Round the world yachtsmen and women are hardy, courageous people – they need to be to stand the loneliness and dangers of navigating enormous seas and terrifying winds singlehandedly for months on end. So when Donald Crowhurst (Firth), at best a fair-weather amateur sailor, decided to compete in the Sunday Times Golden Globe race in 1968 many people thought he was foolhardy.
Donald had never sailed for long periods alone before and as the start date for the race got closer he realised his boat (which he had designed himself) wasn’t finished or kitted out securely. But with the British public, his wife Clare (Weisz) and sponsors all rooting for him he felt he couldn’t back out.
Having set sail the enormity of what he was actually undertaking hit home and with bits of his boat falling off or simply not working, as he approached the perils of Cape Horn he made a decision that would lead to tragedy.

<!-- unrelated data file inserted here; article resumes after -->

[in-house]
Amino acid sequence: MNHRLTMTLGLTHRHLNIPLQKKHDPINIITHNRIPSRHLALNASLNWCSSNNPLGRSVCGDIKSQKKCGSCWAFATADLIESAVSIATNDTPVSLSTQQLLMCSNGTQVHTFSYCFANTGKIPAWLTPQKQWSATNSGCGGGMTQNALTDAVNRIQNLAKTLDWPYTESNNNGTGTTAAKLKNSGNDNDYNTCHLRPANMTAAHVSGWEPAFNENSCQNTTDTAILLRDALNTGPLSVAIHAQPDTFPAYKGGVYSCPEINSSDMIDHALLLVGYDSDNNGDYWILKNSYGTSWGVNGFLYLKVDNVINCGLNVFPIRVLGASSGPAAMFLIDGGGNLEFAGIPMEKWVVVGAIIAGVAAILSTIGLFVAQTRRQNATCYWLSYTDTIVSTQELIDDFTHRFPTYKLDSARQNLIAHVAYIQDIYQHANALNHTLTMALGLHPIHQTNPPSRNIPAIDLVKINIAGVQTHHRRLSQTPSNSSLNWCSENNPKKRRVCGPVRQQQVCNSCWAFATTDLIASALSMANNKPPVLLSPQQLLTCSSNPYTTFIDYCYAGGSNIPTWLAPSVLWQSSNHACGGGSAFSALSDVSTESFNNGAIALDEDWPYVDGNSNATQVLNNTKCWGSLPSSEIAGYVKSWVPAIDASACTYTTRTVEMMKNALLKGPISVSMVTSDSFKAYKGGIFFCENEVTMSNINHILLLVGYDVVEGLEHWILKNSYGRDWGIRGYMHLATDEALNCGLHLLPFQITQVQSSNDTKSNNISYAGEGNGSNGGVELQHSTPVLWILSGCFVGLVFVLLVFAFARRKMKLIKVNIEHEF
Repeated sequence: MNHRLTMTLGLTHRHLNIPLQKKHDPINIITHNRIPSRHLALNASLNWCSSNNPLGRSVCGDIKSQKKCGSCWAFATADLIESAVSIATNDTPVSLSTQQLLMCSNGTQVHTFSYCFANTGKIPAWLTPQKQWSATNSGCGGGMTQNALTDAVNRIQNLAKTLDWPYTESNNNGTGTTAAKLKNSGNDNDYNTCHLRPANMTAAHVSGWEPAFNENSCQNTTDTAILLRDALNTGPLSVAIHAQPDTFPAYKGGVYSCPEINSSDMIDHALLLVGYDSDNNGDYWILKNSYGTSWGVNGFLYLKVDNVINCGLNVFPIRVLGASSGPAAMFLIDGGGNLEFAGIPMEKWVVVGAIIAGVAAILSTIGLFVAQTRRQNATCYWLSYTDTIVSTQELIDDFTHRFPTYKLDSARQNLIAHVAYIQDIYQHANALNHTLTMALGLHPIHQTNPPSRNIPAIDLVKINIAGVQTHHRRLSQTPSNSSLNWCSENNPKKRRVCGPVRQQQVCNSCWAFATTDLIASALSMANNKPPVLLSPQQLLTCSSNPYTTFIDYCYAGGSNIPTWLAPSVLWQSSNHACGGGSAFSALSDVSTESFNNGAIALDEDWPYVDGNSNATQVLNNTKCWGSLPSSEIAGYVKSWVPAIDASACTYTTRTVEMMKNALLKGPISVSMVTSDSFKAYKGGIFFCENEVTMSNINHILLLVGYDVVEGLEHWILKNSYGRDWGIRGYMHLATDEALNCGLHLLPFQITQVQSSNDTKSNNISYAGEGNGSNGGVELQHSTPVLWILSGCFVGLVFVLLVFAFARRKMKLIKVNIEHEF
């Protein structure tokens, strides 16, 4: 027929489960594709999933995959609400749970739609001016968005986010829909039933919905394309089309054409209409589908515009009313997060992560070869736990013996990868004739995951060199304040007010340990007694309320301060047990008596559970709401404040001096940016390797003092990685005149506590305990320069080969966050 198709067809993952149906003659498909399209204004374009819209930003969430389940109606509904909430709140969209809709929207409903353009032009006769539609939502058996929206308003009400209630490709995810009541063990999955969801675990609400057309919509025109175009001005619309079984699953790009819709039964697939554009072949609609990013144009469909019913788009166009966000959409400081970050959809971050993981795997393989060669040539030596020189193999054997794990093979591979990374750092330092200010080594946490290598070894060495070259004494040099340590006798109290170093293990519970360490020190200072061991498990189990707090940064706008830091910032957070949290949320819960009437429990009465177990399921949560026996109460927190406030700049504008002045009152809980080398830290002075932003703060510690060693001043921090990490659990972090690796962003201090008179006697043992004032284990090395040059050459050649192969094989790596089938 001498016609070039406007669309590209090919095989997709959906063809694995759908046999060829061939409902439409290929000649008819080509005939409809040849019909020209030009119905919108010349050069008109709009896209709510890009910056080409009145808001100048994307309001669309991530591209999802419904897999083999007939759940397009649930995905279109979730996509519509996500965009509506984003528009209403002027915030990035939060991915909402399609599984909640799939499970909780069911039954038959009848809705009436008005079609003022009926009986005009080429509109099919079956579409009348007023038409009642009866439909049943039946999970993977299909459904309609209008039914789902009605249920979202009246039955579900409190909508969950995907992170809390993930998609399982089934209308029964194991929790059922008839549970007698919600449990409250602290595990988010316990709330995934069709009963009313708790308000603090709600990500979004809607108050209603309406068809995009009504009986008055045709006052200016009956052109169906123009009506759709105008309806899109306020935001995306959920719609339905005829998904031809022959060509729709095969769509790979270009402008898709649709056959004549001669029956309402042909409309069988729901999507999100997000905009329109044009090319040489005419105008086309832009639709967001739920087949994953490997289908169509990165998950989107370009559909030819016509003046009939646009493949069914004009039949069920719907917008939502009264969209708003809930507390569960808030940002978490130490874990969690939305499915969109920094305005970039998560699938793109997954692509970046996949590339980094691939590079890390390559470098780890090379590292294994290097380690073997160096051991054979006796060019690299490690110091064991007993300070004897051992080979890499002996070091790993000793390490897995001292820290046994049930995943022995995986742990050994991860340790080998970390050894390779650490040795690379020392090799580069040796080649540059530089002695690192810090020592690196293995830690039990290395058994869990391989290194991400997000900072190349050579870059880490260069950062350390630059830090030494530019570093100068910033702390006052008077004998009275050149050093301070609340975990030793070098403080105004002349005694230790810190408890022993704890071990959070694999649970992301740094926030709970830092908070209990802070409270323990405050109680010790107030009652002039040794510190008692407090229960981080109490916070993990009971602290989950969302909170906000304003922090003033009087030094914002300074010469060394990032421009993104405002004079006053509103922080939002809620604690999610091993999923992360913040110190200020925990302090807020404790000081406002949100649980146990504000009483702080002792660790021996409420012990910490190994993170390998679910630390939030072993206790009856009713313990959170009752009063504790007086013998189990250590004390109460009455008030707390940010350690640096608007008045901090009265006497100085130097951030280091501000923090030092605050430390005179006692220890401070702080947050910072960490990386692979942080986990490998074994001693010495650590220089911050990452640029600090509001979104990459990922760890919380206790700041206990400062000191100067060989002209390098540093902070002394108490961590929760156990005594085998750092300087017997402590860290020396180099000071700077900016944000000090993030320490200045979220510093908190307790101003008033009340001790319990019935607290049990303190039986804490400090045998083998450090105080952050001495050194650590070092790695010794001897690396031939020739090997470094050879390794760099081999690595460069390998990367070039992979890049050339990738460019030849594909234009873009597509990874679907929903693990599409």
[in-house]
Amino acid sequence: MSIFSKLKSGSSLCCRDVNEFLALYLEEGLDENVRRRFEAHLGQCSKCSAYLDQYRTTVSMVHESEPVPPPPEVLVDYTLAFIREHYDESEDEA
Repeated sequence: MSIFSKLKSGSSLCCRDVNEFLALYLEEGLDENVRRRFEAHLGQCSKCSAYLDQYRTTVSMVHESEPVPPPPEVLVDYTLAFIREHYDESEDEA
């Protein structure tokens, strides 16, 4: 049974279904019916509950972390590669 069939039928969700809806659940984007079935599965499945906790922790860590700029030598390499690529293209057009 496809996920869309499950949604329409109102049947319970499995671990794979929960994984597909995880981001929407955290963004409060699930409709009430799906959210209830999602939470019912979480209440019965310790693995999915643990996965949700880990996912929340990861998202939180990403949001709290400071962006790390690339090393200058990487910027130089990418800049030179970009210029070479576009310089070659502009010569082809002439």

Although director James Marsh regularly cuts back to what’s happening on dry land in England, with Weisz patiently waiting for news and Thewlis as Donald’s press agent ‘bigging up’ his achievement, most of the film is centred on Donald, his yacht and the wide open sea. Firth does a great job conveying Donald’s uncertainties, fears and increasing paranoia as the days alone stretch to months, his face by turns stoic and almost unbearably sad. There’s also a wonderful sense of period – with no sat nav or GPS the film feels truly analogue – and some of the ocean-going footage is beautiful.
But the film never really captures the sense of brave human endeavour required by Donald and his fellow sailors as they battle the waves and their own, internal demons. It’s all very worthy and solid but lacks a certain salt tang of excitement and adventure that would take it from being a workman-like movie to something really special.